Identity Theft

Identity theft occurs when an unauthorized person acquires some of your personal information (bank/credit card numbers, social security number, name, address, telephone number, etc.) and uses that information to commit theft or fraud.

The Identity Theft and Assumption Deterrence Act of 1998 makes it a federal crime when someone "knowingly transfers or uses, without lawful authority, a means of identification of another person with the intent to commit, or to aid or abet, any unlawful activity that constitutes a violation of federal law, or that constitutes a felony under any applicable state or local law."

Identity theives may use a variety of methods to secure personal information from another person. These include:

  • Theft of wallets or purses containing identification and bank/credit cards.
  • Theft of mail matter.
  • Completing a change of address form at the post office to redirect your mail.
  • Searching trash for your personal or business information.
  • Obtaining your credit report fraudulently.
  • Utilizing personal information you share on the internet.
  • Buying your personal information from authorized persons. Example: Paying a gas station attendant for your credit card number.

Identity theives take this information and use it in a variety of ways:

  • They call your credit card company and request a change of address on your credit card account. He/She then charges your credit cards to the limit. Because your bills are being sent to a new address, this delays the detection of the fraud.
  • They open new credit card accounts using your information. He/She then charges your credit cards to the limit and never pays the bill. The account is then reported on your credit report.
  • They establish phone or wireless service in your name.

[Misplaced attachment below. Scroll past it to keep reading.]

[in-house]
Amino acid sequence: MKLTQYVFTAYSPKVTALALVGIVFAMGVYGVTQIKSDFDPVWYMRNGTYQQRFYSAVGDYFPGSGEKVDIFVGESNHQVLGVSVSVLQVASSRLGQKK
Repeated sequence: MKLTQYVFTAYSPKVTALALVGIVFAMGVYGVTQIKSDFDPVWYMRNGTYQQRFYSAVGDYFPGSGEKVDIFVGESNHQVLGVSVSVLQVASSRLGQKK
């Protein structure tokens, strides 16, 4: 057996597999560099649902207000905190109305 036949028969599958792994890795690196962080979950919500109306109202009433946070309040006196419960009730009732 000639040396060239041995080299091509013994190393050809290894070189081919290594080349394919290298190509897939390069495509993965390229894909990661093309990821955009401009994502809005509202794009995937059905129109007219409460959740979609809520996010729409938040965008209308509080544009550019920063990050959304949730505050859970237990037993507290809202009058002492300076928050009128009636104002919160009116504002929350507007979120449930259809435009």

• They counterfeit checks or debit cards and empty your bank account.
  • They obtain auto or personal loans in your name.
  • If arrested, they give your information to the police. When they do not show up for court, an arrest warrant is issued in your name.

You can protect yourself from identity theft by managing your personal information carefully and by taking the following precautions:

  • Check your credit report through the 3 major credit bureaus once a year.
  • Know your credit card billing cycles. If a bill does not arrive on time, contact your credit card company.
  • Do not give personal information over the phone, through the mail, or on the internet unless you know the person or business you are dealing with is legitimate.
  • Place passwords on your credit card, bank account, and phone accounts. Avoid easily available information such as the last 4 digits of your social security number, birth dates, and anniversary dates.
  • Secure personal information in your home.
  • Carry only the indefication and amount of credit cards you actually need.
  • Do not carry your social security card. Secure it in your home or safe-deposit box.
  • Deposit outgoing mail in a post office collection box, not your home mailbox. If you are planning to be away from home, have a friend pick up your mail, or contact your local post office to request a vacation hold.
  • Shred all papers that have personal information prior to throwing them away.

The U.S. Federal Trade Commission has set out the following steps to take if you suspect you are a victim of identity theft:

  • Contact the fraud departments of each of the three major credit bureaus, report the theft, ask that a "fraud alert" be placed on their file and that no new credit be granted without their approval.
  • For any accounts that have been fraudulently accessed or opened, contact the security departments of the appropriate creditors or financial institutions. Close these accounts. Put passwords (not mother's maiden name or social security number) on any new accounts they open.
  • File a report with the local police or the police where the identity theft took place. Get the reort number or a copy of the report in case the bank, credit card company, or others need proof of the crime later.
  • Call the ID Theft Clearinghouse toll free at 1-877-ID-THEFT (1-877-438-4338) to report the theft. Counselors will take your complaint and advise you how to deal with the credit-related problems that could result from identity theft.

Credit Bureau Phone Numbers:

  • Equifax: 1-800-525-6285
  • Experian: 1-888-397-3742
  • Trans Union: 1-800-688-7289